Does female beauty have an expiry date?
That’s the question posed by a County Down actress whose online rant criticising casting companies for using “sexist and ageist” language has been viewed more than 150,000 times since she tweeted on Wednesday.
‘No’, overwhelmingly, was the response.
Niamh McGrady was inspired to tweet after being invited to audition for a part in an advertisement, for which a casting director requested a woman “in her late 30s, still attractive”.
McGrady, who has appeared in The Fall and Holby City, has since been praised for her comical assault on the entertainment industry.
Her farcical video delivered a serious message about the antiquated attitudes of some casting agents.
“In her late 30s, still attractive? What’s she doing, drinking unicorn tears?,” she asked.
“It’s just that one word – still. And I’m taking real exception to it. What have we been doing? Why is it still acceptable to be ageist?
“This language is so normalised that nobody notices it’s there. I just find it really insulting and it’s feeding into the idea that after 40, women are on the scrapheap.”
Speaking on BBC Radio Ulster’s Good Morning Ulster programme on Friday, Ms McGrady suggested male actors have more longevity than their female colleagues.
“Women are basically disappearing off our screens around the age of 40, while men are carrying on and on and the women that are cast to play their partners stay somewhere in the late 20s to mid 30s bracket.”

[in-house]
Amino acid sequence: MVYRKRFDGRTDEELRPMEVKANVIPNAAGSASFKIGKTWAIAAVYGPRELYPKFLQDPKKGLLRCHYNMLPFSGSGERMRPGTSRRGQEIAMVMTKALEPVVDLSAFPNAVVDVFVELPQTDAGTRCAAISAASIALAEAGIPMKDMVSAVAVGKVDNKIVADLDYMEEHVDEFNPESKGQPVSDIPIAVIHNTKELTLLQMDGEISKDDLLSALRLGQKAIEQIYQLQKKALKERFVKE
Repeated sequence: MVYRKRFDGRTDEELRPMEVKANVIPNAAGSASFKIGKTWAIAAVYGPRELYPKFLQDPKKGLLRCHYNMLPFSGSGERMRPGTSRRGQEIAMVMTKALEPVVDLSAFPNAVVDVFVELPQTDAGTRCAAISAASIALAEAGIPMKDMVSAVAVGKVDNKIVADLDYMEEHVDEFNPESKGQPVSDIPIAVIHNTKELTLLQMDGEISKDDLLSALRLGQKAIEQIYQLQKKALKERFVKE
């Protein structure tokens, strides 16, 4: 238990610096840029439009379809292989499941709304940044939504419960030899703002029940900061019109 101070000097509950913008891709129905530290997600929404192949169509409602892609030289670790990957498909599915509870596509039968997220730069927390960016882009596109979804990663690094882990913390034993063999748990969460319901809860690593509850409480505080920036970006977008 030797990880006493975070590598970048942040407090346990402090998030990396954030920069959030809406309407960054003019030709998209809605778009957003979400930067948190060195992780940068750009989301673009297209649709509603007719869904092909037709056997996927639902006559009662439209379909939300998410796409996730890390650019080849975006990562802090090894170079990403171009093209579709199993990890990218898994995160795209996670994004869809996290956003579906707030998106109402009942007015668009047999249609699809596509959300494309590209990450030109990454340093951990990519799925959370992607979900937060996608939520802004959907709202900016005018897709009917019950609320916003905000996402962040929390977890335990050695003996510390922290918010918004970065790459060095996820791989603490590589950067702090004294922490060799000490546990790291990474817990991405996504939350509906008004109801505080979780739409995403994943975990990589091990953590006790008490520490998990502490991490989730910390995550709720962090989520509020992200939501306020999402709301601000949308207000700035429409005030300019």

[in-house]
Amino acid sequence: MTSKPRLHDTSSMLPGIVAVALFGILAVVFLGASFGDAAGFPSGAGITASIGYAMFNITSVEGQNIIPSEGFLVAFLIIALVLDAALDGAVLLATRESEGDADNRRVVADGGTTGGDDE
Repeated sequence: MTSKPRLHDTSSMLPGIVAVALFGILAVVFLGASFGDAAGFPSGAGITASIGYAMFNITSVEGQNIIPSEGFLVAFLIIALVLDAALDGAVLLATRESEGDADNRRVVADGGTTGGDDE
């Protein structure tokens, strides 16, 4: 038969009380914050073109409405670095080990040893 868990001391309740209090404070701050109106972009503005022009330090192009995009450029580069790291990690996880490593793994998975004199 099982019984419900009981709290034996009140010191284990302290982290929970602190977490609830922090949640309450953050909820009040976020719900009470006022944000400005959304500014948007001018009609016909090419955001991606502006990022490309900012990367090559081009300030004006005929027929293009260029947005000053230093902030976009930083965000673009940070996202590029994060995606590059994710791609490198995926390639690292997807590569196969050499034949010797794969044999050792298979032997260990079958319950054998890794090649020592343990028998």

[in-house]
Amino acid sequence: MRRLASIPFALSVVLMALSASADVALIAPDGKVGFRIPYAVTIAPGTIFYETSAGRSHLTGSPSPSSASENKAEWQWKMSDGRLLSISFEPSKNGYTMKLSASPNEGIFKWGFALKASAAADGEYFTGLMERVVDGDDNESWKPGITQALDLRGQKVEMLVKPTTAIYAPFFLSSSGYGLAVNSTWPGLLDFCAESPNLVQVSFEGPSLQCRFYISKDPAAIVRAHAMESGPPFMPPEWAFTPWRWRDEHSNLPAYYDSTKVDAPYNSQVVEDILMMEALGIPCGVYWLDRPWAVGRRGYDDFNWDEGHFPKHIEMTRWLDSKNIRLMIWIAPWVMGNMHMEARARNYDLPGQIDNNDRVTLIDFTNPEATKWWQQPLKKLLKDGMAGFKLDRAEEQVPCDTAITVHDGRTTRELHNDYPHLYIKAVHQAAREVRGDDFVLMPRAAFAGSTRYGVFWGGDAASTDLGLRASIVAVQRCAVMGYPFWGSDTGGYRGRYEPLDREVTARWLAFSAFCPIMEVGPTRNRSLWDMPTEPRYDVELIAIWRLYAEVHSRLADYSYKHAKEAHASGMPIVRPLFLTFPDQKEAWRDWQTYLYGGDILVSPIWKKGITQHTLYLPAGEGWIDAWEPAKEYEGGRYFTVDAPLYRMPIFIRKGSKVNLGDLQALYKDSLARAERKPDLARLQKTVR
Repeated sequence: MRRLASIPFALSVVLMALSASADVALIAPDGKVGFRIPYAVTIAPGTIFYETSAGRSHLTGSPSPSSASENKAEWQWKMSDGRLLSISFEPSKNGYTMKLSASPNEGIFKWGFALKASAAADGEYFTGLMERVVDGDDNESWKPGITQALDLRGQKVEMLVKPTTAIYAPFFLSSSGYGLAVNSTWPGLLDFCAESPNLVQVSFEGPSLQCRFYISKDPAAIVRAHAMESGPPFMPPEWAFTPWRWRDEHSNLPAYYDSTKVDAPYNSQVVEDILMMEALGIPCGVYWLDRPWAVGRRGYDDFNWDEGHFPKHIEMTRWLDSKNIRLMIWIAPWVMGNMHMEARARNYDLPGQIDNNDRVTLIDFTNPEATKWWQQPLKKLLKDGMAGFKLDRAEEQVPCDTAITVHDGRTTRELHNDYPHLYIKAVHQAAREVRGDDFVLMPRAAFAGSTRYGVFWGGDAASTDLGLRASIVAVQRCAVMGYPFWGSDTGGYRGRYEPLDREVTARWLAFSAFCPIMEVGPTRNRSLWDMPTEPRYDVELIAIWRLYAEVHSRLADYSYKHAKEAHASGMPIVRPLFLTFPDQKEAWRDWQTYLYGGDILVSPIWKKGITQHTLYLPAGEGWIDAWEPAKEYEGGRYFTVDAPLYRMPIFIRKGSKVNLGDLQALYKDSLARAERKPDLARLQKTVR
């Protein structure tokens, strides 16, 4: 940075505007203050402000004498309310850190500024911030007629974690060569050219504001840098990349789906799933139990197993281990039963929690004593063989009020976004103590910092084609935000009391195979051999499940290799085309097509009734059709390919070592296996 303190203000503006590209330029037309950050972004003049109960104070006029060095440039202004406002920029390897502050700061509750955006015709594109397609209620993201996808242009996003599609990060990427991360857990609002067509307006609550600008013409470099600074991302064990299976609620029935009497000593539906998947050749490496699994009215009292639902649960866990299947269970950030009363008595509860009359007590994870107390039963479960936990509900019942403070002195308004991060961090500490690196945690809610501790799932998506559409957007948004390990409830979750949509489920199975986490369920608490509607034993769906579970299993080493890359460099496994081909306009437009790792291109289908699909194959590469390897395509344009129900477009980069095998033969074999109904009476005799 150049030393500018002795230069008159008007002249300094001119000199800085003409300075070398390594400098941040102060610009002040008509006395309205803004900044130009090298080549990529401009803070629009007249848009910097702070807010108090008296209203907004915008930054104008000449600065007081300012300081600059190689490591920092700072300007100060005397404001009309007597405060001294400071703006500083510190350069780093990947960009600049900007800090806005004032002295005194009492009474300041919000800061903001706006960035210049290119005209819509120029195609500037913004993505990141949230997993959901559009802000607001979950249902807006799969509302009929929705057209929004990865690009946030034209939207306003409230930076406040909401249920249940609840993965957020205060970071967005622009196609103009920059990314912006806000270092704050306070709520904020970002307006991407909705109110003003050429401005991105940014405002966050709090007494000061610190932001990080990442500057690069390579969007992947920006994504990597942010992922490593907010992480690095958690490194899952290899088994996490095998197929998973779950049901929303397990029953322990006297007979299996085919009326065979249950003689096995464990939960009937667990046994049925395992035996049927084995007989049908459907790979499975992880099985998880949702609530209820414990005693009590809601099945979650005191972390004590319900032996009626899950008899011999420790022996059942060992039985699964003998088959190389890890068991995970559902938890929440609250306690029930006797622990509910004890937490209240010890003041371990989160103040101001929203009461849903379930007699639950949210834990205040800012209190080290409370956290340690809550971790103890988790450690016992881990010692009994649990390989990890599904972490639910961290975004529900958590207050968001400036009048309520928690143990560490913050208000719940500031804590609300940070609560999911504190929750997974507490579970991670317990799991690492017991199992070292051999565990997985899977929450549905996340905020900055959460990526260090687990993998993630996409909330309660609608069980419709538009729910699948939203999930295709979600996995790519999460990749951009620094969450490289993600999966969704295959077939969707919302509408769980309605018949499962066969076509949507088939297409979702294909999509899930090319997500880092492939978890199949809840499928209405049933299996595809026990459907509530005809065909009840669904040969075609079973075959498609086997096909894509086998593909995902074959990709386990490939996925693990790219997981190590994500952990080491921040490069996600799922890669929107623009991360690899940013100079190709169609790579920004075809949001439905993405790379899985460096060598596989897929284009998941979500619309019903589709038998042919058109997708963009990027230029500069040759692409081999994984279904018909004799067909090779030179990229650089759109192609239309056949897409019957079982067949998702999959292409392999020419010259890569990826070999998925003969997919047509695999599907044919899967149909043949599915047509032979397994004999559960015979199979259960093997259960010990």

She criticised “this idea that women are only valued by youth and once they become a certain age, it’s almost incredible that she’s ‘still’ attractive”.
Commenting on the fact that the character in the advertisement was a mother, she added: “So…once you become a mother you’re ‘still’ attractive rather than just being attractive? Attractiveness is completely subjective.”
‘Onslaught of messages’
McGrady said such language continues to be “endemic” in her industry, adding that the underlying messages can be “very subliminal”.
“People watching TV commercials, they won’t see what’s going on behind the scenes to get that to the screen.
“You’ve got to be super-slim and have a thigh gap, wear makeup, don’t wear makeup, wear your hair this way or don’t wear your hair that way. It’s an onslaught of messaging all the time that we have to live up to and compare yourself to.
“When you’re an actress, it’s even more acute, because we’re reading [these kind of messages] on a page before we even go into the room and it’s very unrealistic and very unfair.”
Although the casting director in question was also a woman, McGrady insisted that this was “neither here nor there”.
“[Despite] what’s being going on in the industry with #MeToo and the campaign for 50/50 representation, we still have a long way to go.”
The Castlewellan-born actress said: “No one is sitting in an office thinking: ‘How can we offend women today?’, it’s the fact that this language is so accepted that it’s invisible.”
Among those who tweeted messages of support were actresses Faye Ripley and Bronagh Waugh.
Several men also responded, insisting that the attitudes of the entertainment industry were out-of-sync with how they viewed female beauty.
Writer Laurence Doherty described the casting brief as “staggering”.
“Who in their right mind STILL writes like that? For the record, my wife is 46 and the most beautiful woman in the world. Inside and out,” he wrote.
In Wednesday’s post, McGrady ironically ended her rant by saying: “This idea of still attractive in her late 30s? Oh well, in a couple of years she might as well be dead!”
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